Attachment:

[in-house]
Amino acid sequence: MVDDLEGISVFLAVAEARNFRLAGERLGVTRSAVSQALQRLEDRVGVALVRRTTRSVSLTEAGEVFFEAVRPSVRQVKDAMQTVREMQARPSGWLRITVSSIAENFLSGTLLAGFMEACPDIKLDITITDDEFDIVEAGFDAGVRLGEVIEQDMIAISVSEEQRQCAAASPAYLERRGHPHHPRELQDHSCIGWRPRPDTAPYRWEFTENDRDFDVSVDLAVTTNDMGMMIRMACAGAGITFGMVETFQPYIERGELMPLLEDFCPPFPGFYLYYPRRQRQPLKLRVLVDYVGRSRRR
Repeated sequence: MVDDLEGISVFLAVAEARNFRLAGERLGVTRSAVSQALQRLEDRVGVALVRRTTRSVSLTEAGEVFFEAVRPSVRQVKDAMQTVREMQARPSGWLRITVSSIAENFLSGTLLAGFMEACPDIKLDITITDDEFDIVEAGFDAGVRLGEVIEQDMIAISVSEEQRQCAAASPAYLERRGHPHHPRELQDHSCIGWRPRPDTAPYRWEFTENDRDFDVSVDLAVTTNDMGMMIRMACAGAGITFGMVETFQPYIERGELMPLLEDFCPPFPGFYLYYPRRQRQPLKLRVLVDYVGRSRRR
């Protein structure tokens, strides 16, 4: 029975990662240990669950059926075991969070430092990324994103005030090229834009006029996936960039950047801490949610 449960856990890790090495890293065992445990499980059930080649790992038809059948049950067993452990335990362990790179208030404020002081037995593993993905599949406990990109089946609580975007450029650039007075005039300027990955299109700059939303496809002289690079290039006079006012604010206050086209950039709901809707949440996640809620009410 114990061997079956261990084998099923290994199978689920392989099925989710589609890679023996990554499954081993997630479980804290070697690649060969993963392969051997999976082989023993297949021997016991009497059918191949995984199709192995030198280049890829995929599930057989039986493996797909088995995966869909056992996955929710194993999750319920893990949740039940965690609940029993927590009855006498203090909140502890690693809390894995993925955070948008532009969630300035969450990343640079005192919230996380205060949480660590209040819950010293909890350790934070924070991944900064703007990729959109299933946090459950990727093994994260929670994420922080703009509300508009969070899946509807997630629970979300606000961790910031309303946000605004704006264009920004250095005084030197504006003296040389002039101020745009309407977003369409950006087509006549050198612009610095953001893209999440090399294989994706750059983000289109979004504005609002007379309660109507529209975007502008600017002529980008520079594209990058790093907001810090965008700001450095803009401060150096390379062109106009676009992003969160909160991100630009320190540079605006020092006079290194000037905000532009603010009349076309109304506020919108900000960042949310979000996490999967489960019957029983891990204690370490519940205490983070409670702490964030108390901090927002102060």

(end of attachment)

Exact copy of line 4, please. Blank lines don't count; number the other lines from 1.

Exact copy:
């Protein structure tokens, strides 16, 4: 029975990662240990669950059926075991969070430092990324994103005030090229834009006029996936960039950047801490949610 449960856990890790090495890293065992445990499980059930080649790992038809059948049950067993452990335990362990790179208030404020002081037995593993993905599949406990990109089946609580975007450029650039007075005039300027990955299109700059939303496809002289690079290039006079006012604010206050086209950039709901809707949440996640809620009410 114990061997079956261990084998099923290994199978689920392989099925989710589609890679023996990554499954081993997630479980804290070697690649060969993963392969051997999976082989023993297949021997016991009497059918191949995984199709192995030198280049890829995929599930057989039986493996797909088995995966869909056992996955929710194993999750319920893990949740039940965690609940029993927590009855006498203090909140502890690693809390894995993925955070948008532009969630300035969450990343640079005192919230996380205060949480660590209040819950010293909890350790934070924070991944900064703007990729959109299933946090459950990727093994994260929670994420922080703009509300508009969070899946509807997630629970979300606000961790910031309303946000605004704006264009920004250095005084030197504006003296040389002039101020745009309407977003369409950006087509006549050198612009610095953001893209999440090399294989994706750059983000289109979004504005609002007379309660109507529209975007502008600017002529980008520079594209990058790093907001810090965008700001450095803009401060150096390379062109106009676009992003969160909160991100630009320190540079605006020092006079290194000037905000532009603010009349076309109304506020919108900000960042949310979000996490999967489960019957029983891990204690370490519940205490983070409670702490964030108390901090927002102060």